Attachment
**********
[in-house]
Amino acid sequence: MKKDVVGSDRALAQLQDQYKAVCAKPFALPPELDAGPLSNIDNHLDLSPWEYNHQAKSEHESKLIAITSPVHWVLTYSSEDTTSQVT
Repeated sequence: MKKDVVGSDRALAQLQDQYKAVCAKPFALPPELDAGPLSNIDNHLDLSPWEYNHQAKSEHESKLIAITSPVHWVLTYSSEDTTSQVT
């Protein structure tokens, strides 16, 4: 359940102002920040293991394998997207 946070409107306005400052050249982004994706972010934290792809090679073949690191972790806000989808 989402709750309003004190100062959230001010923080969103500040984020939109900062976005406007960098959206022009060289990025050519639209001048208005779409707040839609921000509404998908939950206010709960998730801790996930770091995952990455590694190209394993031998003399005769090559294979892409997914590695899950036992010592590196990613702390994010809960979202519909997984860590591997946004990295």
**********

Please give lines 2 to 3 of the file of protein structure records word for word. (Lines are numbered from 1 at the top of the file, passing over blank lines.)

Amino acid sequence: MKKDVVGSDRALAQLQDQYKAVCAKPFALPPELDAGPLSNIDNHLDLSPWEYNHQAKSEHESKLIAITSPVHWVLTYSSEDTTSQVT
Repeated sequence: MKKDVVGSDRALAQLQDQYKAVCAKPFALPPELDAGPLSNIDNHLDLSPWEYNHQAKSEHESKLIAITSPVHWVLTYSSEDTTSQVT